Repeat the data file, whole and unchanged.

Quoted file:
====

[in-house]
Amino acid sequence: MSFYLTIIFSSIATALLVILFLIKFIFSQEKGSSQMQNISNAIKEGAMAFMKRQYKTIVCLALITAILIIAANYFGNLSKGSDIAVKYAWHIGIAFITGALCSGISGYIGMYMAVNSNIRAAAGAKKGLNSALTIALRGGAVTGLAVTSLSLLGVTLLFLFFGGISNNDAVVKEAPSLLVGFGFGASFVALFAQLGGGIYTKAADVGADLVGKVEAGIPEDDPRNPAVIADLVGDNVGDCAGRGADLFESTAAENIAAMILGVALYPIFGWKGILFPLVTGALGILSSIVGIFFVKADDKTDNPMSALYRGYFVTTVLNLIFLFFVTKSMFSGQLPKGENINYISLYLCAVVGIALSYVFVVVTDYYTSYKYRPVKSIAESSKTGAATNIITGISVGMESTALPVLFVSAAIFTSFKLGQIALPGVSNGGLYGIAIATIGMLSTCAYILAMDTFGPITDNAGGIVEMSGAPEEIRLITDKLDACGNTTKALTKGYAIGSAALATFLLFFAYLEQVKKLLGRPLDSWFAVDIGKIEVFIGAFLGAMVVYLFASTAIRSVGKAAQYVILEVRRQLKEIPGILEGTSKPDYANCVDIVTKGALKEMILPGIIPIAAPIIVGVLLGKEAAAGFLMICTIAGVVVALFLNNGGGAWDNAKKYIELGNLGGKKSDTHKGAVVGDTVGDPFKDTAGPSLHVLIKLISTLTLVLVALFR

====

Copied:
[in-house]
Amino acid sequence: MSFYLTIIFSSIATALLVILFLIKFIFSQEKGSSQMQNISNAIKEGAMAFMKRQYKTIVCLALITAILIIAANYFGNLSKGSDIAVKYAWHIGIAFITGALCSGISGYIGMYMAVNSNIRAAAGAKKGLNSALTIALRGGAVTGLAVTSLSLLGVTLLFLFFGGISNNDAVVKEAPSLLVGFGFGASFVALFAQLGGGIYTKAADVGADLVGKVEAGIPEDDPRNPAVIADLVGDNVGDCAGRGADLFESTAAENIAAMILGVALYPIFGWKGILFPLVTGALGILSSIVGIFFVKADDKTDNPMSALYRGYFVTTVLNLIFLFFVTKSMFSGQLPKGENINYISLYLCAVVGIALSYVFVVVTDYYTSYKYRPVKSIAESSKTGAATNIITGISVGMESTALPVLFVSAAIFTSFKLGQIALPGVSNGGLYGIAIATIGMLSTCAYILAMDTFGPITDNAGGIVEMSGAPEEIRLITDKLDACGNTTKALTKGYAIGSAALATFLLFFAYLEQVKKLLGRPLDSWFAVDIGKIEVFIGAFLGAMVVYLFASTAIRSVGKAAQYVILEVRRQLKEIPGILEGTSKPDYANCVDIVTKGALKEMILPGIIPIAAPIIVGVLLGKEAAAGFLMICTIAGVVVALFLNNGGGAWDNAKKYIELGNLGGKKSDTHKGAVVGDTVGDPFKDTAGPSLHVLIKLISTLTLVLVALFR